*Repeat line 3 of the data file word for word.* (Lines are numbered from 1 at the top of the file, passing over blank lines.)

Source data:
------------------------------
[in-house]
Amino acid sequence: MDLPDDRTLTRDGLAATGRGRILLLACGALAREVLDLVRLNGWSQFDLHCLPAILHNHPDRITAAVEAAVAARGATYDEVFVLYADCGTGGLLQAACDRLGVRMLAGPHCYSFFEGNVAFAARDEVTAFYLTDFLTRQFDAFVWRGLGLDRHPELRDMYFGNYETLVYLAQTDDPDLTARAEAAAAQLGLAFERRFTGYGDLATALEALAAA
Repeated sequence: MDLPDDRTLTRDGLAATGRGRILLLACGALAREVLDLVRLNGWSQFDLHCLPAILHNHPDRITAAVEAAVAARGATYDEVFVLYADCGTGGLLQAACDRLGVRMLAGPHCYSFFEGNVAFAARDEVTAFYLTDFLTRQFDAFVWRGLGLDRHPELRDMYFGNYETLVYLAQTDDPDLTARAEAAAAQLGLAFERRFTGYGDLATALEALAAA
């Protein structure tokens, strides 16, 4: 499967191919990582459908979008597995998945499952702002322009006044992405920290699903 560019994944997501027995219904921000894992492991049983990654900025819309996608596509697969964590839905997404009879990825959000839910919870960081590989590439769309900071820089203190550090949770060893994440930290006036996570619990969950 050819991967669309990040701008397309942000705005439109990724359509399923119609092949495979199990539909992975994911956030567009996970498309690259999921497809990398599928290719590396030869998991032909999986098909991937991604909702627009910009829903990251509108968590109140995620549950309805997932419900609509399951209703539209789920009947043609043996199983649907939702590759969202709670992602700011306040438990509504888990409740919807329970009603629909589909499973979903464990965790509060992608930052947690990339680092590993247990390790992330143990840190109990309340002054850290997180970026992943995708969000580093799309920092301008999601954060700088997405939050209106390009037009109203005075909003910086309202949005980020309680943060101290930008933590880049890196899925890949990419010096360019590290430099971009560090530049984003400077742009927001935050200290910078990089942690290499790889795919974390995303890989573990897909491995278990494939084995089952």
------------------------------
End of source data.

Repeated sequence: MDLPDDRTLTRDGLAATGRGRILLLACGALAREVLDLVRLNGWSQFDLHCLPAILHNHPDRITAAVEAAVAARGATYDEVFVLYADCGTGGLLQAACDRLGVRMLAGPHCYSFFEGNVAFAARDEVTAFYLTDFLTRQFDAFVWRGLGLDRHPELRDMYFGNYETLVYLAQTDDPDLTARAEAAAAQLGLAFERRFTGYGDLATALEALAAA